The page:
Horror is changing. It’s a natural progression. Generic conventions are stretched and adapted with each entry. Each new writer, director, actor, producer brings something distinctive to the table that challenges or appropriates different techniques and tropes, and so, the genre evolves over time…

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the-shallows-movie-poster1THE SHALLOWS
2-out-of-5
Surfing alone on a paradisaical beach that you don’t know the name of and no one knows you’re there. What could wrong? Well…with a plot seemingly written on tracing paper, ‘The Shallows,’ could be forgiven for being a shark fable, where the only task is: “Don’t get eaten!”…

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rob-zombie-3131
1-out-of-5
Rob Zombie’s directorial efforts are a mixed bag; when ‘House of 1,000 corpses,’ splattered its way into movie theatres, people knew that he was able to smear blood and gratuitous violence across the screen like an overzealous and deranged squeegee worker, but after six films now it can be firmly established that Zombie lacks the technical nuances that make an effective thriller/horror film…

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gwatg-posterTHE GIRL WITH ALL THE GIFTS
40
Few horror movie monsters are as slandered as the zombie. While Dracula, Werewolves, the Creepy Monster hiding under your bed just waiting to grab your ankle and Ethel, the suspiciously kind seventy-year old woman at number 16 command respect, the zombie is never treated as anything other than a shuffling, decaying mess with limbs falling off on the cinema screen…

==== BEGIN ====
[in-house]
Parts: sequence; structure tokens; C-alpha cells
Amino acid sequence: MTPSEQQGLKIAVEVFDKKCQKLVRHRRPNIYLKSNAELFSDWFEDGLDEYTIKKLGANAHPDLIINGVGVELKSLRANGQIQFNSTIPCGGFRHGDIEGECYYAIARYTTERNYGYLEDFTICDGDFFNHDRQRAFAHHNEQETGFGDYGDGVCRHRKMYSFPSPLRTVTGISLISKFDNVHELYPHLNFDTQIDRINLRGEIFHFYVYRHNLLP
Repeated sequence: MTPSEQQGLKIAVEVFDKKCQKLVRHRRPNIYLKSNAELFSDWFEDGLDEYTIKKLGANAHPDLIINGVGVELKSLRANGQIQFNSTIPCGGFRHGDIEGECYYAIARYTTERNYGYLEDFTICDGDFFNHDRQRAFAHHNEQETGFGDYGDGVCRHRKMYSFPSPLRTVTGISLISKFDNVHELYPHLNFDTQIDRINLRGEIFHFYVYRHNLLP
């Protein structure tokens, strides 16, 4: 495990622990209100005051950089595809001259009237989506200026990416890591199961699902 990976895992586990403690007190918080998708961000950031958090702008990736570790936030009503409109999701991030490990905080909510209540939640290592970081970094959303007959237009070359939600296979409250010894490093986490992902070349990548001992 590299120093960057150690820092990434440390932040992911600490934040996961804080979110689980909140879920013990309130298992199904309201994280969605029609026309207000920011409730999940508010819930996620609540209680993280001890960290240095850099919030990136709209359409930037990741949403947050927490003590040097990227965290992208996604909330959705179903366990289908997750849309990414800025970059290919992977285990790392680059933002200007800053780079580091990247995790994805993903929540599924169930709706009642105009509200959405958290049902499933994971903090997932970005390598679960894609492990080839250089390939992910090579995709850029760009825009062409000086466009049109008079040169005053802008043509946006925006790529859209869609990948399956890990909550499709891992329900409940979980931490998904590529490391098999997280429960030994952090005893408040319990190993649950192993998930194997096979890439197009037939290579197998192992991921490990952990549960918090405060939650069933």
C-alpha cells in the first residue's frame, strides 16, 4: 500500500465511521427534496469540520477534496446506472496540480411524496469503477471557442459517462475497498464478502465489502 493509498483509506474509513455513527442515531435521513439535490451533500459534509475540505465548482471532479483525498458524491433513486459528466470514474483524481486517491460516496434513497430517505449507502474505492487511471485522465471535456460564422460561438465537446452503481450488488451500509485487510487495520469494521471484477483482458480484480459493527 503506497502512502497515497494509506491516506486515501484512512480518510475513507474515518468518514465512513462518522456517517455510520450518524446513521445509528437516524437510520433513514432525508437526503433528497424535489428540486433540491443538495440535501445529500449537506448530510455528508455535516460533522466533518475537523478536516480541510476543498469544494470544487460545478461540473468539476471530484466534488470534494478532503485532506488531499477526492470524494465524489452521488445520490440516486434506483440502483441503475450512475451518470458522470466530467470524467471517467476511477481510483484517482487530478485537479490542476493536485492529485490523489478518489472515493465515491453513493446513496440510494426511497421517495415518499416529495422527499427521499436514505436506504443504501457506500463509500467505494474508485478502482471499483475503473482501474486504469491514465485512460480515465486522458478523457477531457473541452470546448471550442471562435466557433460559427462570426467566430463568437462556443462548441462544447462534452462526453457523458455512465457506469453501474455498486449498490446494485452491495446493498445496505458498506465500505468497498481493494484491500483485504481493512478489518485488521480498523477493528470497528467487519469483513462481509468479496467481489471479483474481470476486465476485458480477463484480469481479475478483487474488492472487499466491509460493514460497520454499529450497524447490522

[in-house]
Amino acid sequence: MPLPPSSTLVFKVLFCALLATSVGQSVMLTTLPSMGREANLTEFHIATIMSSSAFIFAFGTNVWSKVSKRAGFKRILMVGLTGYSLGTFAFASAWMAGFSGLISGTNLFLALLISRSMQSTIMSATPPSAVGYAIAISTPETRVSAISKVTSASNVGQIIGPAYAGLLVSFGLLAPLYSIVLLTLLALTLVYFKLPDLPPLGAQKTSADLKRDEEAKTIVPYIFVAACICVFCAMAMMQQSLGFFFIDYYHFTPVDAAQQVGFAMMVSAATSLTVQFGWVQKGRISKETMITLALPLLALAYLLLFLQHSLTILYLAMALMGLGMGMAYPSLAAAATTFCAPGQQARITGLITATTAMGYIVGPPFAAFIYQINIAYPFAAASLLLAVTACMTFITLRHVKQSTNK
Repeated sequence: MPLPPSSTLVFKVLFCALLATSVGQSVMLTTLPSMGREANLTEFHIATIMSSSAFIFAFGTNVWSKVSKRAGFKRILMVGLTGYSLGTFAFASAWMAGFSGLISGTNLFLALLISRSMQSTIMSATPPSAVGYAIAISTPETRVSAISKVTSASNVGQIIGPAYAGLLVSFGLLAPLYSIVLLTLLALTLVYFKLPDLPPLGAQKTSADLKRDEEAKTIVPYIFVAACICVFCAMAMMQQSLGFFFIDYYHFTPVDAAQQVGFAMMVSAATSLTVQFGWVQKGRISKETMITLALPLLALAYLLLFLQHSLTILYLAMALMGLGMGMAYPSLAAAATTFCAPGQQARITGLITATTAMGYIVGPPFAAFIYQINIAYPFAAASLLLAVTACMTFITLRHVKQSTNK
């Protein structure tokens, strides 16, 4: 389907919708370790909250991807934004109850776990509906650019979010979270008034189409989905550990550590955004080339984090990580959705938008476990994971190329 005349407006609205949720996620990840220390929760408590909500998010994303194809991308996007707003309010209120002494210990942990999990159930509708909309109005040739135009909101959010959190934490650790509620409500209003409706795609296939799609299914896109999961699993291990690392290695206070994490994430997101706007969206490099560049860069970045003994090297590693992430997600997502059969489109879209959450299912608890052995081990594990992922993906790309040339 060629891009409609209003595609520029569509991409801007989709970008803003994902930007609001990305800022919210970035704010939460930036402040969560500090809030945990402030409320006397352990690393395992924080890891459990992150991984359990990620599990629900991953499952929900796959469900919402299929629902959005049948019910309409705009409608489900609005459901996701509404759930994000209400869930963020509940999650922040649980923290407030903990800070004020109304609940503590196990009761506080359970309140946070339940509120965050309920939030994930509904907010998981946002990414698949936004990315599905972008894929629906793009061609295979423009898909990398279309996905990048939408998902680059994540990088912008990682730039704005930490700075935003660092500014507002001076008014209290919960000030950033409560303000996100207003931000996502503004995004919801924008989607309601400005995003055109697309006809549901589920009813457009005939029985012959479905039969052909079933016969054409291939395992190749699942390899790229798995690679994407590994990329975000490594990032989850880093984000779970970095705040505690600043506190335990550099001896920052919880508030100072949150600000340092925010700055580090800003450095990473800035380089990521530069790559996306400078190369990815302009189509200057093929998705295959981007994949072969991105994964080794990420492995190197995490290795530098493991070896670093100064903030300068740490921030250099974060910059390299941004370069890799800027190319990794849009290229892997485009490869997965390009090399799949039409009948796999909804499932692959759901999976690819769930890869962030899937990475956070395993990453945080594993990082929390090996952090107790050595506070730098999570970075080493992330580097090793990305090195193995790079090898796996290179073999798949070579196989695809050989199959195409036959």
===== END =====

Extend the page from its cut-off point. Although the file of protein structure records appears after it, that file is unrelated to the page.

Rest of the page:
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dont-breathe-iconDON’T BREATHE
3-out-of-5
During its finer moments, ‘Don’t Breathe,’ presents a tight, atmospheric and claustrophobic home-invasion-gone-wrong experience. It also offers a unique twist on the horror genre of recent memory – films like, ‘It Follows’, ‘Under the Skin’, ‘Kill List’, ‘A Girl Walks Home Alone at Night’ and ‘The Babadook’, all have attempted to reinvent the horror category with genuine tension rather than flat out jump scares, and it seems that Director Fede Alvarez is attempting to galvanise the field by bringing the dread into the future whilst respecting the traditions of old…

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The_Hateful_Eight_SoundHATEFUL EIGHT
40
I had the good fortune of being able to watch Quentin Tarintino’s eighth film, The Hateful Eight, with a group of friends the other week. Once the credits had rolled, the inevitable question of ‘did you enjoy that?’ cropped up. I always ask this question of people when I view movies with them, staring at them with the unblinking intensity of a Vietnam War vet, demanding an answer within ten seconds otherwise it’ll be their turn to pull the trigger on the .36 loaded with one bullet and aimed at their head. That’s the rule. There was a deathly silence in the room, as eyes quizzically looked up at the ceiling to ruminate on the last 168 minutes…